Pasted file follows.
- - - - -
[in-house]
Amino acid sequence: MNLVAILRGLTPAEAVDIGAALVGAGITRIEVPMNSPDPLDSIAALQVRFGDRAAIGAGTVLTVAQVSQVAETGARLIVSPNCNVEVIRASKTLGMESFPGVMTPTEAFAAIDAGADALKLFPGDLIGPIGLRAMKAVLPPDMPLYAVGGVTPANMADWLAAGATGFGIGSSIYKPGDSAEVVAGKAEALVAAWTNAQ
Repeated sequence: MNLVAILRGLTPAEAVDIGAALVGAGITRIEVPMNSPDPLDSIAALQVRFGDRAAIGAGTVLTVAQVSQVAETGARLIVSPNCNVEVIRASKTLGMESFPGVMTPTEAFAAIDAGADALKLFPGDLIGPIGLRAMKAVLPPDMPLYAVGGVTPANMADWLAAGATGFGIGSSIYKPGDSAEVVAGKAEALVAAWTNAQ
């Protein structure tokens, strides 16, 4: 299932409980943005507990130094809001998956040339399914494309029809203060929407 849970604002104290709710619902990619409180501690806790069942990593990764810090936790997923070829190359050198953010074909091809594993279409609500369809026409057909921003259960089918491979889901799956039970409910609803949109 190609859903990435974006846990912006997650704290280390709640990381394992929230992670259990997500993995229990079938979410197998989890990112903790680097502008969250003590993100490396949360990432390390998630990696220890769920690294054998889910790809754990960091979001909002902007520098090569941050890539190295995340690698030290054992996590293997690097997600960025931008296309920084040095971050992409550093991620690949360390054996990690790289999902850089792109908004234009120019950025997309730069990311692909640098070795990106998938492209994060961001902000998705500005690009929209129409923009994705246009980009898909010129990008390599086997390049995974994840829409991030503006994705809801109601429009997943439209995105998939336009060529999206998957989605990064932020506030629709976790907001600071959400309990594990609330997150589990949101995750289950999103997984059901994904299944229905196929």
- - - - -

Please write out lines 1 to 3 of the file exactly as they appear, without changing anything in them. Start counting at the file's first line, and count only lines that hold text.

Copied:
[in-house]
Amino acid sequence: MNLVAILRGLTPAEAVDIGAALVGAGITRIEVPMNSPDPLDSIAALQVRFGDRAAIGAGTVLTVAQVSQVAETGARLIVSPNCNVEVIRASKTLGMESFPGVMTPTEAFAAIDAGADALKLFPGDLIGPIGLRAMKAVLPPDMPLYAVGGVTPANMADWLAAGATGFGIGSSIYKPGDSAEVVAGKAEALVAAWTNAQ
Repeated sequence: MNLVAILRGLTPAEAVDIGAALVGAGITRIEVPMNSPDPLDSIAALQVRFGDRAAIGAGTVLTVAQVSQVAETGARLIVSPNCNVEVIRASKTLGMESFPGVMTPTEAFAAIDAGADALKLFPGDLIGPIGLRAMKAVLPPDMPLYAVGGVTPANMADWLAAGATGFGIGSSIYKPGDSAEVVAGKAEALVAAWTNAQ